Do It Right the First Time

Tuesday July 5, 2016 comments

Do It Right the Fist Time. Sounds good. Why do rework when it saves time and money to do things right the first time? Why spend money on warranty work, returns, or lost productivity if organizations can prevent all that?

People hear the phrase “Do It Right the First Time,” and assume that refers to the output of a person, and perhaps the attitude of that person as he or she approaches work. If work wasn’t done “right” then the worker was at fault. Such an assessment is an after-the-fact evidence of failure rather than an assurance of success that the phrase was meant to convey.

Philip Crosby, the Quality Guru and best-selling author who coined that phrase, also used to say, “People can’t ‘Do It Right the First Time,’ if they don’t know what the ‘It’ is.” I would add, people can’t “Do It Right the First Time,” if they don’t know what “Right” is. The goal behind the phrase was to encourage meeting the requirements on time, the first time, every time. And that responsibility lies with leadership who sets the tone for quality, defines the “It,” teaches what “Right” means, and specifies the ways of the organization.

Want to see things done right the first time? Here are 7 ways to get there:

  1. Leadership Commitment. Leaders can lead and pave the way into a culture of doing things right the first time. They can also undo any commitment to do things right the first time with one email, one text, or one sign off approving something that isn’t done right the first time. People follow the leader.
  2. Treat Work as a Process. Anything that needs to be done is a process with defined inputs, outputs, relationships, tools, methods, authority, and parameters. If you omit some of this definition, the person doing the work has to fill in the blanks. Assumptions will look bad on both of you.
  3. Be Clear and Unambiguous. The best employees may be able to figure out vague requirements; others may take a “that’s close enough” approach. It won’t be. Specificity is your friend.
  4. Define the Time Frame. Be specific about when things must be done by. When there are multiple conflicting priorities, it is crucial for leaders to help prioritize by defining expectations about time frame and deadlines. When there is no time frame, there will be assumptions. The hassle created by those assumptions when work isn’t done when needed will take time off your clock. Set the expectation that work will be done on time, but then define the “when.”
  5. Define How. Values, norms, ways… every organization has them by intention or by default. Unless an organization wants to be generic, its leaders should know who the organization is, what sets it apart from others, how it will behave, how it will not behave, and how to attract and keep those wired the same way. If you fail to define the “how,” you condone all kinds of means to the end result of the work promised. That may not look like your marketing message on your website. You don’t want that.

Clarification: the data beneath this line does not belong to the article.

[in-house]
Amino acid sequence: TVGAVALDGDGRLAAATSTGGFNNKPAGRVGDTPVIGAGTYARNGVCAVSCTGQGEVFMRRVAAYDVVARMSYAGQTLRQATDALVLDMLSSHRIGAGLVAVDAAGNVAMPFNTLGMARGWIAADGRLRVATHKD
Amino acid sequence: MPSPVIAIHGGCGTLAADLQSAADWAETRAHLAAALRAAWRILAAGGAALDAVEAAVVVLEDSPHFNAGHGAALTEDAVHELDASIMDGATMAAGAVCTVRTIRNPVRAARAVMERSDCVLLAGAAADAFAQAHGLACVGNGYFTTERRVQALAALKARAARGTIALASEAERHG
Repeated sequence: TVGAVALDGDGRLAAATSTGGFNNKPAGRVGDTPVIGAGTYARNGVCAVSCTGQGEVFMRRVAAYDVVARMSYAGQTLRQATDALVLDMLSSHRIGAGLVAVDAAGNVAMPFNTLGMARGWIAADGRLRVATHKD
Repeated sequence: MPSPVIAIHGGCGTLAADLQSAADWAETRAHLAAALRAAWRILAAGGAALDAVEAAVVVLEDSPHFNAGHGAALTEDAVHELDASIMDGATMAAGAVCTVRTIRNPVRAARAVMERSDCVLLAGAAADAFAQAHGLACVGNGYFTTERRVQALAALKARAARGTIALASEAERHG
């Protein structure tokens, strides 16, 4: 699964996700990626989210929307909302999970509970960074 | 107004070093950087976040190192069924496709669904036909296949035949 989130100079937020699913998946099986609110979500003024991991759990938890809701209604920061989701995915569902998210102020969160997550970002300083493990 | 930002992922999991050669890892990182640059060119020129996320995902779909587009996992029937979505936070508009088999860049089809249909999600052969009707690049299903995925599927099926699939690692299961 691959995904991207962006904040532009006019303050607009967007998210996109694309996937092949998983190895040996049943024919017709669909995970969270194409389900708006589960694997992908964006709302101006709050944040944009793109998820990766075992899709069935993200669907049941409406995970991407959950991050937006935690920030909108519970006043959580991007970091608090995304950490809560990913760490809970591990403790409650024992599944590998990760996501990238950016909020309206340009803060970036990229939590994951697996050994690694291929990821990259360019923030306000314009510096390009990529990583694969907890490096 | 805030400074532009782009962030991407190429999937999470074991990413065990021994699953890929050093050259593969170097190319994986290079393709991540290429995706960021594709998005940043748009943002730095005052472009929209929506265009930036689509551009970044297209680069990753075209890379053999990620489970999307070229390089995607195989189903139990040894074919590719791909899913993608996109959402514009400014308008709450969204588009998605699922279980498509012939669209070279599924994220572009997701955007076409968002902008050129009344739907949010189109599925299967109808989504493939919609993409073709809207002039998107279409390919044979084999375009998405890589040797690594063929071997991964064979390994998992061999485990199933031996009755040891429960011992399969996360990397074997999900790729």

6. Measure. We pay attention to what we measure. Define what will be measured and what success looks like. Then do. Don’t leave measurement to the realm of sales and finance jobs. A major complaint that employees frequently have with performance appraisals, is that they have no idea what they need to improve. Fix that by teaching people the value of measurement. Involve everyone in meaningful measurements of their job success.
  7. Celebrate. Don’t only use measurement to see where you’ve done right and where you need to improve; use it as a reason to celebrate. It’s the best. Another major complaint employees have with performance appraisals, is that they don’t get recognition for the good things they do. Change that. Celebrate the small wins, the big wins, and even the effort that went into the ones you didn’t win. Everyone loves to hear, “Well done!”

“Do It Right the First Time” was never intended to mean that people never make mistakes. The goal was culture change from one of expecting errors and measuring the accepted allowances, to one of prevention. It also gave everyone a common understanding of a performance standard, and a common language. And when people in an organization all start talking the same language and having a common understanding, watch out world!



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